Administrative Procedure Act, 5 U.S.C. §§ 551 et seq.

CMS found good cause to waive the notice of proposed rulemaking for the final rule with comment period. CMS found that because of the late publication of the resource-based Relative Value Scale Update Committee (RUC) recommendations, it would be impracticable for CMS to solicit public comment prior to the final rule with comment period. CMS also found good cause to waive the 30-day delay in effective date required by the Administrative Procedure Act, 5 U.S.C. § 553(d)(3).

Paperwork Reduction Act, 44 U.S.C. §§ 3501-3520

The final rule with comment period contains information collection requirements subject to the Paperwork Reduction Act. The final rule with comment period requires that a physician must have documented and communicated to a durable medical equipment (DME) supplier that the physician or physician assistant (PA), nurse practitioner (NP), or clinical nurse specialist (CNS) has had a face-to-face encounter with the beneficiary no more than 6 months before the order is written. CMS estimated that the physician documentation burden to review and document when a PA, NP, or CNS performed the face-to-face encounter in year 1 would be nearly 83,333 hours and a total of 483,333 hours over 5 years. The associated cost in year 1 is estimated at nearly $9.8 million and over 5 years has associated costs of nearly $57.03 million based on the growth rate of the Medicare population. The increase is slightly more than five-fold because the number of Medicare beneficiaries would increase over time. The average annual burden over 5 years for 580,000 claims (2,900,000/5) is 96,667 hours at a cost of $11,406,667. CMS assumed it will take 3 minutes for a PA, NP, or CNS to prepare the medical record for the review of the face-to-face encounter. For a total of 25,000 hours at a cost of about $1.4 million in year 1 and nearly 145,000 hours over 5 years at a cost of nearly $8 million based on the growth rate of the Medicare population. The average annual burden over 5 years for 580,000 claims (2,900,000/5) is 29,000 hours at a cost of $1,595,000.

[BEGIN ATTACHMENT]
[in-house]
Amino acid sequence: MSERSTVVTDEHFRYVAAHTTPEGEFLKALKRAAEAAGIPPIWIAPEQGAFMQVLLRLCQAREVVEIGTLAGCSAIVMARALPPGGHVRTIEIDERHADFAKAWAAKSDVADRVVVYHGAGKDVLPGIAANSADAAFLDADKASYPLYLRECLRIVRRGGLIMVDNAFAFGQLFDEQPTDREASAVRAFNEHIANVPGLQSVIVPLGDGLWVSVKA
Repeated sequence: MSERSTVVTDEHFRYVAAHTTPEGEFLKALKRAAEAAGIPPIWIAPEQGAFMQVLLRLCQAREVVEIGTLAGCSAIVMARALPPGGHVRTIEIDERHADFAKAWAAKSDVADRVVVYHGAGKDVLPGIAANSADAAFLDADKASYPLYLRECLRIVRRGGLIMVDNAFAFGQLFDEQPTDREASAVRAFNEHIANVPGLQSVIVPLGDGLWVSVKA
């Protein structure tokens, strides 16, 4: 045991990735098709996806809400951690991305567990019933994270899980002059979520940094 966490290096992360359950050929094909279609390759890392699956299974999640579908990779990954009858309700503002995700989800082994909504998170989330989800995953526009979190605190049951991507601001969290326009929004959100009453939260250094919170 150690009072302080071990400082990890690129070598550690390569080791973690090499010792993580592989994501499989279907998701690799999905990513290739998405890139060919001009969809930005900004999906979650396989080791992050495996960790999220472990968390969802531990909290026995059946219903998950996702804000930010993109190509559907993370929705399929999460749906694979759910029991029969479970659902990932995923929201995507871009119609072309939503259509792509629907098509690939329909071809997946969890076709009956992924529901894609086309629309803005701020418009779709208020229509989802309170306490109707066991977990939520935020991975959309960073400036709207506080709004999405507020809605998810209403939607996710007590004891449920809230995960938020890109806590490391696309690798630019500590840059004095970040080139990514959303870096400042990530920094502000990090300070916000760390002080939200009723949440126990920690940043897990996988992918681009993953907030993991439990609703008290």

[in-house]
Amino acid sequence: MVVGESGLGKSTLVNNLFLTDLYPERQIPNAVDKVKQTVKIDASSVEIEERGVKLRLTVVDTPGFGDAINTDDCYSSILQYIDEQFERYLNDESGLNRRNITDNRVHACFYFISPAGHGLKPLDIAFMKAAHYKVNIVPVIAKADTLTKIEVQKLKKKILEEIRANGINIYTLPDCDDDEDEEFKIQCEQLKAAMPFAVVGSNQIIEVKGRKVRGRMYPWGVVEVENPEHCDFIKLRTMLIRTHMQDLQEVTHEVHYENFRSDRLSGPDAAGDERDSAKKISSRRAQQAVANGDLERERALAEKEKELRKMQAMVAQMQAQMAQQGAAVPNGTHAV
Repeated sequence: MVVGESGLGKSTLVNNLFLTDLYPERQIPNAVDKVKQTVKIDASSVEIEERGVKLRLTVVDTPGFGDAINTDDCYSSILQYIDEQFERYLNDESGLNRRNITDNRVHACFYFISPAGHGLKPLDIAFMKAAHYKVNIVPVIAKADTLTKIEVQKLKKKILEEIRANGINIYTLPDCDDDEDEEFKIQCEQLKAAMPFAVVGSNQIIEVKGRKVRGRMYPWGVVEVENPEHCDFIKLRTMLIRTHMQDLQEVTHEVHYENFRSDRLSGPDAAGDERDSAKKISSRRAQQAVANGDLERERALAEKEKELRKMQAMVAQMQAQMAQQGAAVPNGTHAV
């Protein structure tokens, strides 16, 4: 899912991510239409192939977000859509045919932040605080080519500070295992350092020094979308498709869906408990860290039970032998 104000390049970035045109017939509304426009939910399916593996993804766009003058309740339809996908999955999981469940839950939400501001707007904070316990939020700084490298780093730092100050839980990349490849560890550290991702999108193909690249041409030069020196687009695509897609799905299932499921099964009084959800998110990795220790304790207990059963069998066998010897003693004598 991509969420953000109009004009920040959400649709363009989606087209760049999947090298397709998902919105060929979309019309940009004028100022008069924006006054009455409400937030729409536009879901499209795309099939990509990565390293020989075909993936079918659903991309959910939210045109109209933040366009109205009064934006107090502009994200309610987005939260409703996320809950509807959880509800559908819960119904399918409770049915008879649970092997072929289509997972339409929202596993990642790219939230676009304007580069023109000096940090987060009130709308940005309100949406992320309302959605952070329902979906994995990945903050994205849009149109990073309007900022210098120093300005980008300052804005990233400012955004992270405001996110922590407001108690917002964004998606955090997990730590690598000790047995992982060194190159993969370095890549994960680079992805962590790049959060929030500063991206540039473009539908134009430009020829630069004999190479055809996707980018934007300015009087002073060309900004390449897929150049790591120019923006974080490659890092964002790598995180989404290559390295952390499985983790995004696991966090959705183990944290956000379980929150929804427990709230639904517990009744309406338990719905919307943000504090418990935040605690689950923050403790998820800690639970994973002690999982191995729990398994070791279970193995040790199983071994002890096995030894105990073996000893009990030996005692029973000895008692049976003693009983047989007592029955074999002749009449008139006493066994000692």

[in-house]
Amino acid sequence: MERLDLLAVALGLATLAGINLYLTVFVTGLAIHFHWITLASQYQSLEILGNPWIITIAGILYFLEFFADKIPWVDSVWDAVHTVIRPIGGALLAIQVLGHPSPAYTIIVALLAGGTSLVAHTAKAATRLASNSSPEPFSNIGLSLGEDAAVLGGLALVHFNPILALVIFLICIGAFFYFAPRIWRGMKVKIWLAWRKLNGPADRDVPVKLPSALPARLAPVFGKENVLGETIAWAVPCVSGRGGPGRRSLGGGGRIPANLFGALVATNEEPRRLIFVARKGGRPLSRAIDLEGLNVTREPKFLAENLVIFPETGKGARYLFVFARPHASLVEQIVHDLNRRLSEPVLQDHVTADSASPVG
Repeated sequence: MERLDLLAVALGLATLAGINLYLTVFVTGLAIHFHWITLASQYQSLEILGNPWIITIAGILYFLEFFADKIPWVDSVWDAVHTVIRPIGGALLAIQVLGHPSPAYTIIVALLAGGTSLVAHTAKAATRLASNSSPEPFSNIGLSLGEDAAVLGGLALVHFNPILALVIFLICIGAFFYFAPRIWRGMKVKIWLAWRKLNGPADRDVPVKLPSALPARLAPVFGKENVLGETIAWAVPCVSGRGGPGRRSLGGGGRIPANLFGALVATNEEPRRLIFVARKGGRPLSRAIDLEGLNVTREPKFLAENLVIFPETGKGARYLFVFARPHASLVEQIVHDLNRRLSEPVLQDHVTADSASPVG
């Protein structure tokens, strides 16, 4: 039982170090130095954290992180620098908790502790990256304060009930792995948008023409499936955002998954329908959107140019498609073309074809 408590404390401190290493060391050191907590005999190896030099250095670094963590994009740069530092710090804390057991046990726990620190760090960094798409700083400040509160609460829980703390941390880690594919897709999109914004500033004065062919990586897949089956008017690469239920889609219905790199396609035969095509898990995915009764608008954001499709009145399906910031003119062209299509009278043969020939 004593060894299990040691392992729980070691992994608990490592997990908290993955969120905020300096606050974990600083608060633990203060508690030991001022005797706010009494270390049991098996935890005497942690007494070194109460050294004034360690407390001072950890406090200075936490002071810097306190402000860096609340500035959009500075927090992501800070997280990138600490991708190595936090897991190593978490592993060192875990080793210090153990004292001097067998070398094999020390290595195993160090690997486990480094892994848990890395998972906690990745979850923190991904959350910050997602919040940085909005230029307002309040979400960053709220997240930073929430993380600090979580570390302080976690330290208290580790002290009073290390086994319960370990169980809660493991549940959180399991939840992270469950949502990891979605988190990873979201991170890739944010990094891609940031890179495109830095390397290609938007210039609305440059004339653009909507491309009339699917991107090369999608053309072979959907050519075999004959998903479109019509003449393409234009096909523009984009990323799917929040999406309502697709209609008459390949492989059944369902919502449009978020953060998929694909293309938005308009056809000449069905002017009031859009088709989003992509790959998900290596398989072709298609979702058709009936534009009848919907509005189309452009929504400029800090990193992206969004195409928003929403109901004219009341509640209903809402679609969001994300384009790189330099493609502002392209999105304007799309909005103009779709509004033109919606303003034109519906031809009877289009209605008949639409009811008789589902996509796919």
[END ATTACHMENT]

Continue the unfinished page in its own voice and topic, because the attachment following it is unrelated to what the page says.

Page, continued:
The final rule also contains information collection requirements related to the Physician Quality Reporting System (PQRS). CMS estimated that the average amount per eligible professional earning an incentive in 2013 and 2014 would be $539. Therefore, CMS estimated that it would distribute approximately $162 million ($539 × 300,000 eligible professionals) and $216 million ($539 × 400,000 eligible professionals) in incentive payments in 2013 and 2014, respectively. CMS believes these incentive payments will help offset the cost to eligible professionals participating in PQRS for the applicable year. CMS notes that, beginning in 2015, incentive payments for satisfactory reporting in PQRS will cease and payment adjustments for not satisfactorily reporting will commence. The total burden associated with participating in PQRS is the time and effort associated with indicating intent to participate in PQRS, if applicable, and submitting PQRS quality measures data. CMS estimated that the burden for an individual eligible professional would be $354 and $3,256 for a group practice.

Statutory authorization for the rule

The final rule with comment period is authorized by sections 1102, 1106, 1138, 1834, 1860D–1through 1860D–42, 1871, 1881, 1881(b)(l) ,1893, and 1899 of the Social Security Act (42 U.S.C. §§ 1302, 1306, 1320b–8, 1395m, 1395w–101 through 1395w–152, 1395hh, and 1395ddd, 1395rr(b)(l)) and section 371 of the Public Health Service Act (42 U.S.C. 273).

Executive Order No. 12,866 (Regulatory Planning and Review)

CMS determined that the final rule with comment period is economically significant under the Executive Order. CMS prepared a regulatory impact analysis to accompany the final rule with comment period.

Executive Order No. 13,132 (Federalism)

CMS determined that the final rule with comment period does not impose any costs on state or local governments, and therefore does not have federalism implications.